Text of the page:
Contextualizing the Threat of Radical Islam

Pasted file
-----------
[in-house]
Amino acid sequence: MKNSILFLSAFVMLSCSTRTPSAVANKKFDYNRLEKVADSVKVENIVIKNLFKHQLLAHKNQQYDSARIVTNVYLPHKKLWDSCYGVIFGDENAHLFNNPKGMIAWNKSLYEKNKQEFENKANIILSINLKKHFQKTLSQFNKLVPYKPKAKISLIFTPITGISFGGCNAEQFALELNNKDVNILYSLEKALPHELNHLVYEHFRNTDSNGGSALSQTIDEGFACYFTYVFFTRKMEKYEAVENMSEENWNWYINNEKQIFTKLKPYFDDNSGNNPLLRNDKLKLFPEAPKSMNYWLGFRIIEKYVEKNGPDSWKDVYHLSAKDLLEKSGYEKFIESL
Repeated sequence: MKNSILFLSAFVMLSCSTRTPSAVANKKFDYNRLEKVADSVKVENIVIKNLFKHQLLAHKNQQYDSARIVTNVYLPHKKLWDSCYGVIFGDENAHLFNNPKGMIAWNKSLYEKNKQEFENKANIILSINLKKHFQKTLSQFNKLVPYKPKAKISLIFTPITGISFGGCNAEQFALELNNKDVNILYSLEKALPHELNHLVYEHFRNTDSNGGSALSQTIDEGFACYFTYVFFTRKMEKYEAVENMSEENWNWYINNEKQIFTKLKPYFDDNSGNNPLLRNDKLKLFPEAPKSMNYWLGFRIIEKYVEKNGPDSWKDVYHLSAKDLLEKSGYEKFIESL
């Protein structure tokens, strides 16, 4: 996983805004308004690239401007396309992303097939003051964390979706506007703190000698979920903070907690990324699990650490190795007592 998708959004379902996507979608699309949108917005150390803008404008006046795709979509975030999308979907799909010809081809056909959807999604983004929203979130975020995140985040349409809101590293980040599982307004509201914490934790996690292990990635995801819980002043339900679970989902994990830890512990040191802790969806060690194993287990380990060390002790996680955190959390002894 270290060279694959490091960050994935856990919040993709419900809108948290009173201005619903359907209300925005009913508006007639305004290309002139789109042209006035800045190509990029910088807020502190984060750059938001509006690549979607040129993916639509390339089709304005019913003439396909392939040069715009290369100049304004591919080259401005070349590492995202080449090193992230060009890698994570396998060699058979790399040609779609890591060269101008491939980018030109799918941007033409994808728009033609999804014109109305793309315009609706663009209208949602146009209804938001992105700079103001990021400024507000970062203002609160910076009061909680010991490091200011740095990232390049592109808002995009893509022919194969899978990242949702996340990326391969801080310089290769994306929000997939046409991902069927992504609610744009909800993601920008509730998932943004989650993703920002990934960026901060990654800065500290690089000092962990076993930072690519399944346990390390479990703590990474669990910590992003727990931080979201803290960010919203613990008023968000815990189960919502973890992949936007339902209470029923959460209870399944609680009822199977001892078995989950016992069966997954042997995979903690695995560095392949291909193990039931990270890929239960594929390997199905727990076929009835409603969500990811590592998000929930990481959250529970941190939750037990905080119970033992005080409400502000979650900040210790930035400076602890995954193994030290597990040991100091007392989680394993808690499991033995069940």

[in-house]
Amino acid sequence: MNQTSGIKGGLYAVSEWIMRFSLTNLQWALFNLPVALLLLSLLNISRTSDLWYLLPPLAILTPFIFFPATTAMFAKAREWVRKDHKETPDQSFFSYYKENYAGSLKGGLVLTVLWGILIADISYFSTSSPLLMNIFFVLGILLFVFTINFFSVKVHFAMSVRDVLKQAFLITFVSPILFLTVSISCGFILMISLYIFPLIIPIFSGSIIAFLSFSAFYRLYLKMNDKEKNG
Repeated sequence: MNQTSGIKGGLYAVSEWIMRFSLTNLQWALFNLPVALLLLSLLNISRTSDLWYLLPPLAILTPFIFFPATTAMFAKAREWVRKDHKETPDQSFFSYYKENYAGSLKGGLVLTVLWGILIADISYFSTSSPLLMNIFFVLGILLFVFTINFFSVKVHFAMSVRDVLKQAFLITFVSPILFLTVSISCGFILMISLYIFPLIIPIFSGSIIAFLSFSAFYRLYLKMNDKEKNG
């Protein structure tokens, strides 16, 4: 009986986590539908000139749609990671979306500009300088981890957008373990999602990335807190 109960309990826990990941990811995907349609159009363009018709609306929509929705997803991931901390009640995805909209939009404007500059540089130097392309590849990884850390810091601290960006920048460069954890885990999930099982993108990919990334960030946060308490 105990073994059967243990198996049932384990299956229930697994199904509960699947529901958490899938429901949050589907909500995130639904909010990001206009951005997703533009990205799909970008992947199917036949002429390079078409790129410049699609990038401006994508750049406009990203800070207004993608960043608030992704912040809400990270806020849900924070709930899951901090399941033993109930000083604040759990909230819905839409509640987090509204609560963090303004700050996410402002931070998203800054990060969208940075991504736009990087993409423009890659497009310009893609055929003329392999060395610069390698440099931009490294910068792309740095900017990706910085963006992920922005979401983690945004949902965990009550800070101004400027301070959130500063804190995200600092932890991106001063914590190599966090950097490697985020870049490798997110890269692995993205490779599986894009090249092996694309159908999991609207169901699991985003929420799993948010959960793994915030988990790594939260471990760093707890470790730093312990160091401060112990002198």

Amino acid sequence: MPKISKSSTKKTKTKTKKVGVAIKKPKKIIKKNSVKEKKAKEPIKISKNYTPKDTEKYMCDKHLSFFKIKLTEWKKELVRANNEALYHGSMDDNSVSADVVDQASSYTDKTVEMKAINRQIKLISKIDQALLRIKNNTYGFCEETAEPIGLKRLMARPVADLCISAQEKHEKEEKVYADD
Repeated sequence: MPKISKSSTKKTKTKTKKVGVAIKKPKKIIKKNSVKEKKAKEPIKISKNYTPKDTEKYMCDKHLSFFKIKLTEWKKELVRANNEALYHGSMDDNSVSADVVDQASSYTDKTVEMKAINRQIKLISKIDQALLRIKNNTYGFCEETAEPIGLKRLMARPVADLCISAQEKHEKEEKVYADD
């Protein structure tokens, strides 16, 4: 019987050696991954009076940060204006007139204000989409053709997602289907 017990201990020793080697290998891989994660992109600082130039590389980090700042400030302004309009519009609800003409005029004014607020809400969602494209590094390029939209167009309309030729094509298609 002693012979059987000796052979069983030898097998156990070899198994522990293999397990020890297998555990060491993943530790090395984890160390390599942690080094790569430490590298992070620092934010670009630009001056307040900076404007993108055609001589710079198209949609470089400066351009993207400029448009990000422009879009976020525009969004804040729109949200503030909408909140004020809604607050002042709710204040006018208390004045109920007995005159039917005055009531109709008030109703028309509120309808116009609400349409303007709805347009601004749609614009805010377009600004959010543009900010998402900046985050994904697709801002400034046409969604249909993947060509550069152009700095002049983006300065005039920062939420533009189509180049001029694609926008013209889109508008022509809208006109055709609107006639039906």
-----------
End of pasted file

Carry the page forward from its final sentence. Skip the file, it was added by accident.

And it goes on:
Note: This article begins a series by Richard Greeman. Longtime socialist and international activist Richard Greeman is best know for his studies and translations of Victor Serge, the Franco-Russian novelist and revolutionary. His recent book Beware of Vegetarian Sharks: Radical Rants and Internationalists Essays (Illustrated) is available online at Amazon.com and may be downloaded for free at www.lulu.com923573 I have done my non-specialist's best to make comprehensive sense of a complex 'hot-button' issue, taking care to give empirical evidence and historical examples based on variety of accessible sources. My goal is to situate the dangerous escalation of the conflict between Western democratic imperialism and radical Islam – the so called War on Terror – in the various contexts of ideology, history, geo-politics and popular struggles for democracy in the Moslem world. Reviewing Surrender : Appeasing Islam, Sacrificing Freedom by Bruce Bower, (NY.Times Book Review, Sunday July 26, 2009, p. 12.) The Times’ critic Stephen Pollard, began breathlessly: ‘There is no more important issue facing the West than Islamism, Islamofascism or – to use another label – radical Islam. And there is no more necessary precondition to countering that threat than understanding it, where it springs from, how it is expressed, and the ways in which it is spreading. But before we do any of that, we have to agree that the threat exists.’ But does ‘the threat’ indeed exist ? And is it really ‘more important’ than catastrophic climate change, proliferating WMD’s, or the world economic crisis ? If we sincerely wish to analyze the social forces which express themselves under the various banners of what Westerners have lumped together under the heading of ‘Radical Islamism,’ perhaps we should begin by deconstructing the concept and to situating it in the context of the Orientalist ideology of Western colonialism/imperialism. And what better place to begin our study than America's moderate, middlebrow Sunday Times Book Review, a generally a good barometer of middle-of-the-road opinion in the U.S. and a publication which has reviewed one or more of the proliferating new books on the Islamic threat almost every week over the past decade? Returning to the Times’ 'Appeasers' piece, the ‘insidious problem' for Pollard is that ‘many liberals and others on the European left are making common cause with radical Islam and then brazenly and bizarrely denying both the existence of that alliance and in fact the existence of any Islamic threat whatsoever.’ Bower’s book Surrender : Appeasing Islam, Sacrificing Freedom supports Pollard's thesis by rounding up the usual suspects : the insidiously charming Islamic theologian Tariq Ramadan, the left-wing former Mayor of London Ken Livingston, and the unnamed ‘Western leaders’ who allegedly failed to defend the publisher of the anti-Moslem Danish cartoons. The Times' Pollard concludes somewhat hysterically: ‘Bower is unquestionably correct, and that fact is quite simply terrifying.’ Terrifying? To be sure the silver-tongued scholar Ramadan, does send different messages to the Faithful and to the kaffirs (Arabic for ‘goyim’) ; and Livingston was an unprincipled, opportunistic Left politician looking for votes among England’s fast-growing Moslem population (along with the British Socialist Workers’ Party and its erstwhile ally Respect). But this is old news. Neither has much influence any more, and although ‘insidious’ they were hardly ‘terrifying.’ On the other hand, equating Western leaders’ alleged ‘appeasement’ of political Islam with the appeasement of Hitler in the 1930’s is sheer hysterical (and historical) lunacy, as those of us who actually live in Europe can testify. * In any case, writers representing the ‘Appeasers’ school of anti-Islamism (not to mention the Times’ fact-checkers) can hardly be unaware that for at least a decade the U.S. and Britain (not to mention Israel) have been systematically boycotting, bombing, invading Islamic countries and assassinating Islamic leaders. They call that ‘Appeasement ?’ The ongoing wars against Afghanistan and Iraq have already lasted much longer than WWII, with concomitant waste of lives and treasure and no end in sight. Can Messrs. Pollard, Bower and the Book Review editors who commissioned, headlined and ran this hysterical propaganda piece really believe that the feeble, phoney left-liberal voices of Ramadan, Livingston and the like threaten to prevail over negative stereotypes with which CNN, Fox News, the N.Y. Times and Western leaders have been bombarding us for years as justification for hugely expensive oil-wars in the Middle-East ? What we read in their texts is not empirical argument but ideology which, like religion itself, is supremely indifferent to fact and logic. It is easy for us Westerners to laugh at the Ayatollahs' depiction of dear old Uncle Sam as the 'Great Satan,' but harder to see the ideological demonization of Moslems and Arabs in our own 'liberal' media. * Far from 'appeasing' Islam, the Swiss, after a virulently anti-Moslem right-wing campaign, have just voted by referendum to ban the construction of minarets. Meanwhile, at this writing the right-wing Sarkosy government is orchestrating a summit-level discussion of ‘French national identity’ while simultaneously demonizing and expelling non-white immigrants including long-time residents and human rights activists. Nor is there a dearth of French anti-Moslem books denouncing the ‘appeasement’ of Islamicism with titles like Conquering the West: the Secret Project of the Islamists and France Infected with Islamism: Terrorist Threats within the Hexagon. Sylvain Besson, La Conquête de l"occident: Le projet secret des islamistes (Paris, 2005), cited in Patrick Haenni and Samar Amghar, "Un spectre hante l"Europe: Le mythe renaissant de l"islam conquérant," ("A specter is haunting Europe: the rebirth of the Myth of Islam the Conquerer") Monde diplomatique, Jan. 2010. See also Mohamed Sifaoui, La France malade de l"islamisme : Menaces terroristes sur l"Hexagone (Paris, 2002). Next article in series: ‘Urgent Threats’ of Yesteryear